NAACP Convenes In Baltimore

In Baltimore, the National Association for the Advancement of Colored People Sunday kicked off its 91st annual convention with a National Health Walk and a pledge to get more blacks to the polls this fall.

The civil rights organization's president, Kweisi Mfume, said the 2000 presidential election will be the most "pivotal" for his organization in a long time.

Mfume said the NAACP has completed about 70 percent of its goal of registering four million new voters for the November elections.

Both George W. Bush and Al Gore will be addressing the group's members in the next few days, providing them with an opportunity to more clearly define themselves for African-American voters.

Bush is to address the delegates on Monday; Gore will speak on Wednesday. Mfume believes the presidential election is crucial for black voters because of the impact the winner could have with his choices for the Supreme Court.

And he thinks Bush's appearance before the NAACP delegates could help the Texas governor to build support among black and traditionally Democratic voters.

Four years ago, GOP hopeful Bob Dole refused an invitation to speak to the group, saying Mfume was "trying to set me up" and that he would look for friendlier audiences that "I can relate to."

Dole later said his failure to address the NAACP was a missed opportunity and he pledged an all-out fight for "the hearts and votes" of black Americans.

Four years earlier, then President George Bush declined an invitation to speak at the convention. Mfume said George W. Bush, the Texas governor, "obviously he
doesn't think this is a setup. He will talk to this assembly. We want to hear what compassionate conservatism really is. We are interested in compassionate commitment."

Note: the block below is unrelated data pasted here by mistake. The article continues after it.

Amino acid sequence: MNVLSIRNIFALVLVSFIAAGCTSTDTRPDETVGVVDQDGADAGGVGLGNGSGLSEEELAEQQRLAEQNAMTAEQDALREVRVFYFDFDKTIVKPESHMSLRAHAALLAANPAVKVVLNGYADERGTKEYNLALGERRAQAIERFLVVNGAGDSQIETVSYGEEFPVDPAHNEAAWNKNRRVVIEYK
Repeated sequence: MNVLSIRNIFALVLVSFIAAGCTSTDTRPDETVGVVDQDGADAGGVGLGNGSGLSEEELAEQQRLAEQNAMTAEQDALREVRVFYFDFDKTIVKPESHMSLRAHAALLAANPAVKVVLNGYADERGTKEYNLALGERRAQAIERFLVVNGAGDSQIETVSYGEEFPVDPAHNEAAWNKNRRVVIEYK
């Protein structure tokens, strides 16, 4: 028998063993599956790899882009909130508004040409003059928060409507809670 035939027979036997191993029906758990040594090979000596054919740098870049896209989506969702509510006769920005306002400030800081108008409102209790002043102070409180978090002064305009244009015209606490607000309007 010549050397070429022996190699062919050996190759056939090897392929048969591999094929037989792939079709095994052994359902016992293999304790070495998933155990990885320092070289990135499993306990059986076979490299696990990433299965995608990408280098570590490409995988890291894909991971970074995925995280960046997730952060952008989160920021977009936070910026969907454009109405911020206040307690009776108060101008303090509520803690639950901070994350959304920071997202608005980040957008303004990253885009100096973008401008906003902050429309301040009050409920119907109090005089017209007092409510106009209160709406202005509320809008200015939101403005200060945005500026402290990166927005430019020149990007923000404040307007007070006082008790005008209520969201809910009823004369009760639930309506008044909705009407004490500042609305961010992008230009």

He added, "I hope Vice President Gore also speaks to us in very clear terms on how his leadership would impact America."

The NAACP's national board chairman, Julian Bond, said that while the group does not endorse candidates because of its tax-exempt status, the candidates should draw plenty attention from around the country with their speeches "as they try to sell themselves to more and more people."

Mfume said that for too long, black America has been caught between the policies of Republicans who eschew minority issues and of Democrats who take the black vote for granted. "That type of folly must end," Mfume said.

Under the convention banner "Race to Vote," presidential politics promise to take center stage at this year's weeklong meeting, expected to attract more than 10,000 members at the Baltimore Convention Center.

"You have no capital in the bank of change if you don't take advantage of the franchise," Mfume said.

Mfume said many Americans are moving away from strict party identification."People vote their pocketbooks. They vote on whom they believe in. This election is still to b defined for many voters," Mfume said.

On other matters, the NAACP:

  • Will continue its opposition to public money for school vouchers and its support for federal hate crime legislation, affirmative action and the extension of health care benefits to the poorest of Americans."We need to bring a sense of advocacy to this issue," Mfume said, citing the disproportionately high rates of cancer, high blood pressure and diabetes among blacks. "Health care is a civil rights issue for us."
  • Is investigating the death of 17-year-old Raynard Johnson of Kokomo, Miss., who was found hanging from a tree in his front yard on June 15. A preliminary investigation has ruled the death a suicide. The Rev. Jesse Jackson and the youth's family question the official findings and believe he may have been lynched. "It is a tragic situation that cries out for a thorough and accurate investigation," Mfume said.
  • Could hear from supporters of the Confederate flag who plan to demonstrate Sunday in an effort to pressure the group to end its economic boycott in South Carolina. Bond said the flag is "a Confederate swastika." adding, "They really don't know the (Civil) war is over."
The boycott resulted from the state's flying of the flag atop the Statehouse dome. After 38 years, South Carolina removed the flag on July 1, and another one was raised on the Statehouse grounds, on a 30-foot pole.

The NAACP and other flag opponents say the flag is too visible. Many see the flag as a symbol of Southern heritage. Opponents see it as a defiant sign against blacks and the civil rights movement.